Lehrer v. LorenzenAnnotate this Case
233 P.2d 382 (1951)
LEHRER v. LORENZEN et al.
Supreme Court of Colorado, en Banc.
June 18, 1951.
Wood & Ris, Denver, for plaintiff in eror.
Calvert & Thrasher, Denver, for defendants in error.
William Rex Lorenzen and Dora M. Lorenzen, father and mother, respectively, of Raymond J. Lorenzen, a minor, brought an action against Harvey L. Lehrer to recover damages resulting to them by reason of the death of their son allegedly occasioned by the negligent acts of the defendant. On trial to a jury its verdict was returned in favor of plaintiffs in the sum of $1,500, and judgment was entered thereon.
Upon plaintiffs' motion for a new trial, the court granted it, specifically limiting the same to one ground, i. e., "The verdict of the jury was inadequate to compensate the plaintiffs for their damages."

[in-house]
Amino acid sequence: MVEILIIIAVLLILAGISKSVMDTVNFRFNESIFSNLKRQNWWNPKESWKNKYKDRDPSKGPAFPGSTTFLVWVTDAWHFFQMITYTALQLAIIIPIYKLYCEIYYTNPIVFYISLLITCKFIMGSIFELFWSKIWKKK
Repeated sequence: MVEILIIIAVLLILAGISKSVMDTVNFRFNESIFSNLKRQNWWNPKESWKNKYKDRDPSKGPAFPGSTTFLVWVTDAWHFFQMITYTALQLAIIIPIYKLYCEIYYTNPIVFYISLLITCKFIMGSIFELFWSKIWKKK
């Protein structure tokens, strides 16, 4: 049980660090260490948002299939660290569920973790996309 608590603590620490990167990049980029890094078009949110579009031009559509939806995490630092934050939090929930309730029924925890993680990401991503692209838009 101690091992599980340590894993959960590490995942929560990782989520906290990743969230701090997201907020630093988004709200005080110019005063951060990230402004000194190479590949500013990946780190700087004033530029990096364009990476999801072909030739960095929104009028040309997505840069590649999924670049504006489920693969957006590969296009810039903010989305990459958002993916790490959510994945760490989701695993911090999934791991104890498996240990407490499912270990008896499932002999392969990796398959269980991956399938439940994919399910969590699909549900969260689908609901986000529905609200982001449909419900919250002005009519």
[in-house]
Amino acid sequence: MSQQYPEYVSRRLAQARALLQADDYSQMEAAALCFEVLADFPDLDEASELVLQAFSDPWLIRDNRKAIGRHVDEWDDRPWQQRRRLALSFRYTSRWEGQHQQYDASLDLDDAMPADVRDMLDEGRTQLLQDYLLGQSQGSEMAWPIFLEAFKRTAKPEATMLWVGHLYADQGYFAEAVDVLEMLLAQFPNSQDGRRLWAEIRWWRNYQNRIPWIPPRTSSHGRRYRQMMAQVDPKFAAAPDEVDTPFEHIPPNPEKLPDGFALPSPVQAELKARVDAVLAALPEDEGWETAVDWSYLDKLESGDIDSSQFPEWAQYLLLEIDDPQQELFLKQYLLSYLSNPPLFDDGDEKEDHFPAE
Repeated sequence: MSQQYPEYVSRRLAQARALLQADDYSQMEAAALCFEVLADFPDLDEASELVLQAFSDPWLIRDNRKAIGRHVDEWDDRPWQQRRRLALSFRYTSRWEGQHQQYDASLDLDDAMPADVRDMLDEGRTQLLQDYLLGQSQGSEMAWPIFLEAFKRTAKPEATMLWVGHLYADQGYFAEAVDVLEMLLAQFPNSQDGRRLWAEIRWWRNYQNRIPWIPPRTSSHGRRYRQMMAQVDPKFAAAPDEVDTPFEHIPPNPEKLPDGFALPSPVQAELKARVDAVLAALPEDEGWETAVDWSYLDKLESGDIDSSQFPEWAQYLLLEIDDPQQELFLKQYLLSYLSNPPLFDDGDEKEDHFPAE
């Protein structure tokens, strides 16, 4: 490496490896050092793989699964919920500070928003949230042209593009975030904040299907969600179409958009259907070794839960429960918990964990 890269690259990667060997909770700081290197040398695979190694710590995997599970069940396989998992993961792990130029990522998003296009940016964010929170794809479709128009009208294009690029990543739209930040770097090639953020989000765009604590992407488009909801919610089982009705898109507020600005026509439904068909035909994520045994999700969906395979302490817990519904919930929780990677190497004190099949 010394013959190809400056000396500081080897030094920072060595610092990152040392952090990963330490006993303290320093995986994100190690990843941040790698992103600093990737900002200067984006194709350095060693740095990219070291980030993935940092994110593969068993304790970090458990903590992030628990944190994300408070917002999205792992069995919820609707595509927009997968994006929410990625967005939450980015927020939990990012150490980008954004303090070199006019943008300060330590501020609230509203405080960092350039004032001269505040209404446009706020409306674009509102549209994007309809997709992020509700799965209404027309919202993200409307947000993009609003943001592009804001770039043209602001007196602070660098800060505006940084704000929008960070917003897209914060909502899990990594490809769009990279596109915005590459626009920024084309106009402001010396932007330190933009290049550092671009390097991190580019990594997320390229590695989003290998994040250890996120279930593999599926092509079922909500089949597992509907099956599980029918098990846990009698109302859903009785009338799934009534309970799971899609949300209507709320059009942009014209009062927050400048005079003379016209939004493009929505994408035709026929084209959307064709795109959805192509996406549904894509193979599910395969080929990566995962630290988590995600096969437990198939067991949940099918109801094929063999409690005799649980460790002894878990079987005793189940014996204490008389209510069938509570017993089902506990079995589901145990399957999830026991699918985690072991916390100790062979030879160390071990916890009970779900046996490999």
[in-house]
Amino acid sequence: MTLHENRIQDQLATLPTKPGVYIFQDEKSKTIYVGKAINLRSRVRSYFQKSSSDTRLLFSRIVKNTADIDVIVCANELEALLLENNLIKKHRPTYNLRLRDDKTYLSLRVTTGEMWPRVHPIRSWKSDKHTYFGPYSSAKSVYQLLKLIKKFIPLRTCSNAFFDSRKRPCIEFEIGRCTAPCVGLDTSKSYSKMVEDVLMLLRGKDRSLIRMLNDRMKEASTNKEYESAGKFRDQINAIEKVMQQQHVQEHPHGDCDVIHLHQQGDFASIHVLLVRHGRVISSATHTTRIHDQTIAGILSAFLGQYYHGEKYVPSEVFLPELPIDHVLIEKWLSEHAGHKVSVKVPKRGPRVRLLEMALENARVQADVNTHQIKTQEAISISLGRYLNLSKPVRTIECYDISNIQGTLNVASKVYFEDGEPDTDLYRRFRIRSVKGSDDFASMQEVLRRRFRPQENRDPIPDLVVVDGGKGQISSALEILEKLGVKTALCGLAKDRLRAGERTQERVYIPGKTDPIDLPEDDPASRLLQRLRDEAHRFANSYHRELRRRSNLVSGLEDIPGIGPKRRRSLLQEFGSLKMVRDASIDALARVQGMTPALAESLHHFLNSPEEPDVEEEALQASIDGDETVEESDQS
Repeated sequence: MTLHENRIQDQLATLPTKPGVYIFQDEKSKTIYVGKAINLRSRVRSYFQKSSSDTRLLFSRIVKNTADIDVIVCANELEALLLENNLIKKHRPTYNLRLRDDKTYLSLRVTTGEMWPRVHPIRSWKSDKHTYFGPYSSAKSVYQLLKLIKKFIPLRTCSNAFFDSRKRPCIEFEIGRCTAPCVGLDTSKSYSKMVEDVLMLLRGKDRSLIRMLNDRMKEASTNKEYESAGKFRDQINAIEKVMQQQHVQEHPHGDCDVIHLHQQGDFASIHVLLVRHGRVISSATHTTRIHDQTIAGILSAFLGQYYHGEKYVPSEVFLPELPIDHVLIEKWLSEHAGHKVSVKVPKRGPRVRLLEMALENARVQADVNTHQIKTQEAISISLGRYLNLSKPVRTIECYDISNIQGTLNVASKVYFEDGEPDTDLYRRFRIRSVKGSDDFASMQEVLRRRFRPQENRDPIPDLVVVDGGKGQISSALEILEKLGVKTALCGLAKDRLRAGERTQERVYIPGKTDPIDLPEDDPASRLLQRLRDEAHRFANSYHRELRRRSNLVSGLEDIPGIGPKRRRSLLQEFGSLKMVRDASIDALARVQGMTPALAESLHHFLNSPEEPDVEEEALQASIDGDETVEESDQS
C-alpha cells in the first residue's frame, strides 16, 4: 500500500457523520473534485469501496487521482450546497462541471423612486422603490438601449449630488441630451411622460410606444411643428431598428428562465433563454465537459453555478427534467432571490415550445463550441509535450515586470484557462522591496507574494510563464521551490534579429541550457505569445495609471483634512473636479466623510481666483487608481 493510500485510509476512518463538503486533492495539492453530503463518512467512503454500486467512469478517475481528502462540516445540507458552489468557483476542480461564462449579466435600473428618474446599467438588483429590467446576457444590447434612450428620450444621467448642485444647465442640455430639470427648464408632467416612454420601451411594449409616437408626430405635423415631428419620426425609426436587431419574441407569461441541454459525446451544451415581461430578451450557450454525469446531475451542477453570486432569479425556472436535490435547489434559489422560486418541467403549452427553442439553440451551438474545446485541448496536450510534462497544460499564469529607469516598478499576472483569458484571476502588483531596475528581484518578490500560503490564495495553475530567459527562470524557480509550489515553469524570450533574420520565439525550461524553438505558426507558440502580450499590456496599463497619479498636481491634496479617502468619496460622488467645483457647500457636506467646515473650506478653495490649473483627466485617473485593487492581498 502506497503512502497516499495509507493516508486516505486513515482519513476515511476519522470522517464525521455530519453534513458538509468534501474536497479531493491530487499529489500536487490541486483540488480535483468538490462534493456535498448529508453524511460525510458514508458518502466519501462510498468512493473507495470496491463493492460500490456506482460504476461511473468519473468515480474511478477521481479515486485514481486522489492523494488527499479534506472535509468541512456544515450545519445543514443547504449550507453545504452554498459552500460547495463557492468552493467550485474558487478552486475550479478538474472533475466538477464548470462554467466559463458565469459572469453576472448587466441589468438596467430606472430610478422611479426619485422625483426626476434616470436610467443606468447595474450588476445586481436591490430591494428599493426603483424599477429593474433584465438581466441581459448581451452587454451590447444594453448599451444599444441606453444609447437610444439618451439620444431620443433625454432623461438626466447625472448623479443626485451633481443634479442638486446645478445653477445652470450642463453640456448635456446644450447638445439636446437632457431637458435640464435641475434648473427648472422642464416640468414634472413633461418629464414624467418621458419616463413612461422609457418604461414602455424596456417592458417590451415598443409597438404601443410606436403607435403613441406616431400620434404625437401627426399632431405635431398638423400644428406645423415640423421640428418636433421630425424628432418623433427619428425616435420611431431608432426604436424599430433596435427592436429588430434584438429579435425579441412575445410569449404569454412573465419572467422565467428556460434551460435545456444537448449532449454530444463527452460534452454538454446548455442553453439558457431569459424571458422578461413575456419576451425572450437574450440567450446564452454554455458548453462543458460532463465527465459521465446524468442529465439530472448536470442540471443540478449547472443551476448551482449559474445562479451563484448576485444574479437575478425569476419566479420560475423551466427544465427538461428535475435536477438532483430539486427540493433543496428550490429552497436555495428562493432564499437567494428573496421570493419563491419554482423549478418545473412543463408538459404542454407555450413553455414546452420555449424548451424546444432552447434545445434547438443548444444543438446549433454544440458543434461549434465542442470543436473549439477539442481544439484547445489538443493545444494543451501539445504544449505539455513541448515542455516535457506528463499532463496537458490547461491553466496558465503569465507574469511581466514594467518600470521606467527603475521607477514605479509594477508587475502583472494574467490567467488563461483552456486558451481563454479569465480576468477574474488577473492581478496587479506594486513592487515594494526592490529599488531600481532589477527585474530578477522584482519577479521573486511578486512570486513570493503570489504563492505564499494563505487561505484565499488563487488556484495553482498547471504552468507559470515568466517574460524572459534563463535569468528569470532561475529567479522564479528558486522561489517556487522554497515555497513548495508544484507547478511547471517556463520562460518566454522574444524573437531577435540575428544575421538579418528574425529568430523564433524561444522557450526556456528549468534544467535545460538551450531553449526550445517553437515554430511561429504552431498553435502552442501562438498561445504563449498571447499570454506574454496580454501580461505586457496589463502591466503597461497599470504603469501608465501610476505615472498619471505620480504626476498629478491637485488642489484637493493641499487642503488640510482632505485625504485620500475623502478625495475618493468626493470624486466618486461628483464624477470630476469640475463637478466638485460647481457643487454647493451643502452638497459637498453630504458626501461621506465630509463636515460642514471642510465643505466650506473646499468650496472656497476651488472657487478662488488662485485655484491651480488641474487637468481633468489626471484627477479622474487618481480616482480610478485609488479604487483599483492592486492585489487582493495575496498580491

Defendant elected to stand on the verdict of the jury and the judgment entered thereon, and did not appear in the new trial granted by the court.
Upon the new trial, the cause was tried without the intervention of a jury, at the conclusion of which the court entered a judgment in favor of plaintiffs and against defendant for the sum of $2,893.89, that judgment including, as specified by the court, $2,500 for damages resulting to plaintiffs by reason of the death of their son, and for $393.89, the expenses connected with the child's death. To review the judgment for $2,893.89 entered by the court, *383 defendant brings the cause here by writ of error.
There are two specifications of points: 1. The granting of a new trial, under the existing circumstances, was not a matter within the discretion of the court; 2. the trial court abused its discretion in granting a new trial solely upon the ground that the damages awarded by the jury were inadequate.
There are two judgments in the record, one on March 2, 1949, in the sum of $1,500, based on the jury's verdict, and the other entered May 7, 1949, after the trial before the court without the intervention of a jury, in the sum of $2,893.89.
Instruction No. 11, given by the court, without objection, reads: